I take it to be trivially true that any exchange experience will be your best semester. However, after completing four months of at the University of Otago I realised it was one of my best decisions in my life. I wanted to spend my time as far as possible away from my hometown to learn more about different cultures, languages and lifestyles. I chose to come to New Zealand because I really like the countryside and I wanted to explore more of what the amazing country has to offer. For me it was a great opportunity to personally grow and learn about the Kiwi lifestyle. From my time I discovered New Zealand to be an easy place to live because of the friendly environment. New Zealand is an unforgettable tourism destination, which is associated with kiwis, rugby, the Maori culture, incredible landscape and a peaceful place.
The University of Otago is New Zealand’s oldest university with approximately 20,000 students located in Central Dunedin (South Island). Its campus is relatively small so you should never get lost finding a class although if you do there is always someone friendly who is willing to help you. When you are on campus there are many options in a huge food court for you to buy a cheap lunch between your classes. In my first week I found it confusing to find the buildings for my classes but E-Vision makes it easier to find your lectures in time because it shows all the locations and important alerts. The University has many libraries spread over the campus; the main library is open for 24 hours during the exam period. The University has a lot to offer for their students, especially the 3NZ$ lunch every week from Ousa (Otago University Students' Association) which rescued me when I was too lazy to cook. It has a 24-7 campus watch to ensure your safety and keep a watch out for danger. If you are locked out of your flat or have other issues you can give them a call and in a short time they are able to help you out.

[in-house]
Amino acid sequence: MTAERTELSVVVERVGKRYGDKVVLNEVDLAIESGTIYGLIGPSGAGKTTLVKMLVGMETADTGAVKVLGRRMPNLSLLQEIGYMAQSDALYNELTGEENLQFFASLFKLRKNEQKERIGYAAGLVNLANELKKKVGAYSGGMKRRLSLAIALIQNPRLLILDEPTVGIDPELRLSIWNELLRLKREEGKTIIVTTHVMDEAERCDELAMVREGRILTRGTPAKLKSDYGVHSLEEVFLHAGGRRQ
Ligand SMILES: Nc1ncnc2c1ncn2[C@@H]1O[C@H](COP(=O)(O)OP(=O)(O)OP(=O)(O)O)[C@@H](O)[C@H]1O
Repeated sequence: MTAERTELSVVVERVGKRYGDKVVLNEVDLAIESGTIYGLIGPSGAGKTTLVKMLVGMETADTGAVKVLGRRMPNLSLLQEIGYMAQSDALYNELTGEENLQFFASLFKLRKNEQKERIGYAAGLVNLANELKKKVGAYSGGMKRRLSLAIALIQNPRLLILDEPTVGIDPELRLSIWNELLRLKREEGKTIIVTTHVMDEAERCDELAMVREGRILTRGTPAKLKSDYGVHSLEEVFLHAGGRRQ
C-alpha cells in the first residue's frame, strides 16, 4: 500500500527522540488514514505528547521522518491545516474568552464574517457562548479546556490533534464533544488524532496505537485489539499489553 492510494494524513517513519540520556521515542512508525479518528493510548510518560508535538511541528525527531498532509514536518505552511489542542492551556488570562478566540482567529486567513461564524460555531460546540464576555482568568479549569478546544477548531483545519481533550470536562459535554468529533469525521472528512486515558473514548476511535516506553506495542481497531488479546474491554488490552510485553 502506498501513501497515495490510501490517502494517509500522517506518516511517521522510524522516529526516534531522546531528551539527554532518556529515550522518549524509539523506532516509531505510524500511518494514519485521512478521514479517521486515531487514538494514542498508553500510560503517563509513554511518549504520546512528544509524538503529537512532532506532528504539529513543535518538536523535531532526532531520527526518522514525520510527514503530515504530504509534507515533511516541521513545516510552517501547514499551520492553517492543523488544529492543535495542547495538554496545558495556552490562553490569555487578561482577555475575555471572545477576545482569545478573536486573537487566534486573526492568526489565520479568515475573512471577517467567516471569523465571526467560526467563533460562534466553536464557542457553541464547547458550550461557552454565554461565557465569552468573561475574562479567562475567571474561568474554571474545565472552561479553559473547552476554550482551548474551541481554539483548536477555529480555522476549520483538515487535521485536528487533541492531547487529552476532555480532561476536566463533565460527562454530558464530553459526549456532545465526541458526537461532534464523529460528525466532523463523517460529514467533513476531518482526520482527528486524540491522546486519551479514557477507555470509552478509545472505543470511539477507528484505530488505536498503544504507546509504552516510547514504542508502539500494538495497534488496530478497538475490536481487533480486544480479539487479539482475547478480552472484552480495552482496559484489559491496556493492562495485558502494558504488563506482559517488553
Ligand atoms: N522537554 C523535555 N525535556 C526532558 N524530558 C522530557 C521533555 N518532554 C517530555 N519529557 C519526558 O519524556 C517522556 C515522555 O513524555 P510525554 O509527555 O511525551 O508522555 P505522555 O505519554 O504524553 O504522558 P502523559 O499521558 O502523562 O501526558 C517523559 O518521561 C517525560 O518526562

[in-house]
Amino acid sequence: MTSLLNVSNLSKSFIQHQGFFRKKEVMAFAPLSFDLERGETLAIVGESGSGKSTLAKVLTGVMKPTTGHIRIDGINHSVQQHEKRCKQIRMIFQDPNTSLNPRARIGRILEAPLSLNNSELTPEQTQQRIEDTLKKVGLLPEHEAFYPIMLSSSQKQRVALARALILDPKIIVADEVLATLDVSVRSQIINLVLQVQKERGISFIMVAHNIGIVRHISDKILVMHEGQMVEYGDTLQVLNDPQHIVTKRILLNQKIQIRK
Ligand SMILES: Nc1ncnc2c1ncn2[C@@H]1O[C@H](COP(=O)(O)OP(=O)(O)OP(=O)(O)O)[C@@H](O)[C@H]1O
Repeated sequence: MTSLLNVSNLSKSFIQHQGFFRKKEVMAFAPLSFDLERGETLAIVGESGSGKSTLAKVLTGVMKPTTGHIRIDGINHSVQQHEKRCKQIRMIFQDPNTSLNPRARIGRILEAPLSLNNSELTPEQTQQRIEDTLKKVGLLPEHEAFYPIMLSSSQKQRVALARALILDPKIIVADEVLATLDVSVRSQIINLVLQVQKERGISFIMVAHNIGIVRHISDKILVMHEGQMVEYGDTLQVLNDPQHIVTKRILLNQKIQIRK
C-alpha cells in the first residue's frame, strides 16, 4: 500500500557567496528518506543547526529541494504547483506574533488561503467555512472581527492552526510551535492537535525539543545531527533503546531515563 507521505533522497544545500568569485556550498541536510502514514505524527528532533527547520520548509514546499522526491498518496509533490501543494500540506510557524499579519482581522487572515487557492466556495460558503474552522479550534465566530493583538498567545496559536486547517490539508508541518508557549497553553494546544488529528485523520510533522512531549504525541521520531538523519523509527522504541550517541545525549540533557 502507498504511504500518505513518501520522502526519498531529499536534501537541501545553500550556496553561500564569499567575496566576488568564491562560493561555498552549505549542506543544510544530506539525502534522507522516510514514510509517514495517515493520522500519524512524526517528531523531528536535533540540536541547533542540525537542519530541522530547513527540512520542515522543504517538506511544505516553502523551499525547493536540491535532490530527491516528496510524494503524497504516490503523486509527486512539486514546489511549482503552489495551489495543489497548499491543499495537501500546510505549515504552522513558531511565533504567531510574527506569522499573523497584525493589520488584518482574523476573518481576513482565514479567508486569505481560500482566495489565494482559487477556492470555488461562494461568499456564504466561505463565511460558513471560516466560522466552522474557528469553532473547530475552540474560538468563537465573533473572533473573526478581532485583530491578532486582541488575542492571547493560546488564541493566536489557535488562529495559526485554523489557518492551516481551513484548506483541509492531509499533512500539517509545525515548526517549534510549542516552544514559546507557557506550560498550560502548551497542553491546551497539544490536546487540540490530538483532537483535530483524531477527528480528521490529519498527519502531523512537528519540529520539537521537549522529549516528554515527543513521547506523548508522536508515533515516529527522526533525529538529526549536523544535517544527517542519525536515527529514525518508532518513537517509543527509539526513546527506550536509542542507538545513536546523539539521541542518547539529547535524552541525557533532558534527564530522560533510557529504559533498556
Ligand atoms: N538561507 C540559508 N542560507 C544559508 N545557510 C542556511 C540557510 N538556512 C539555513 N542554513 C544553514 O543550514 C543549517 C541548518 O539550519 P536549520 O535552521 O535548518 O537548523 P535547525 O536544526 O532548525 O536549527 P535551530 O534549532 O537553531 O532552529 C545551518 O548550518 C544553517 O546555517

I am studying Bachelor of Commerce majoring in Tourism and I completed four papers in the first semester. The student application management was performed completely by the Down Under student support program of Institute Ranke-Heinemann who gave me a great help. Everything run perfectly well and within four weeks I got the official letter of approval from the university. Ranke-Heinemann will pay 10% of the student fees in my first semester of study which helped support me financially. The typical week I had less than 14 hours of class a week. These classes varied in size with from 20 people (tourism papers) up to 200 people (business papers). The lecturers made classes enjoyable and their extensive knowledge made the content easy to follow. Most class days started at 10 am and finished no later than 4 pm with lots of free time in-between. The classes were not too difficult which meant I was not too busy with study all the time. To support the students in their study the University offers help sessions and a student learning center for the main papers to help them understand classes and prepare for exams. You get your own account and student ID to have access to Blackboard and E-Vision. Blackboard is a tool to distribute all class lectures and contents to students. All new students get a student ID which you use to print documents, have access to the library and can be used to get discounts in many shops in town. All students have access to gym facilities which are not too far away from the campus which offers a huge choice of recreational activities, including cardio and weights, sports halls, group fitness, outdoor rental, social sport and outdoor adventures. Entry into the Unipol Recreation Services is free for University of Otago and Otago Polytechnic students with presentation of a student ID card. Unipol offers many discounted trips and activities throughout the semester like surfing lessons, hiking tours and so on.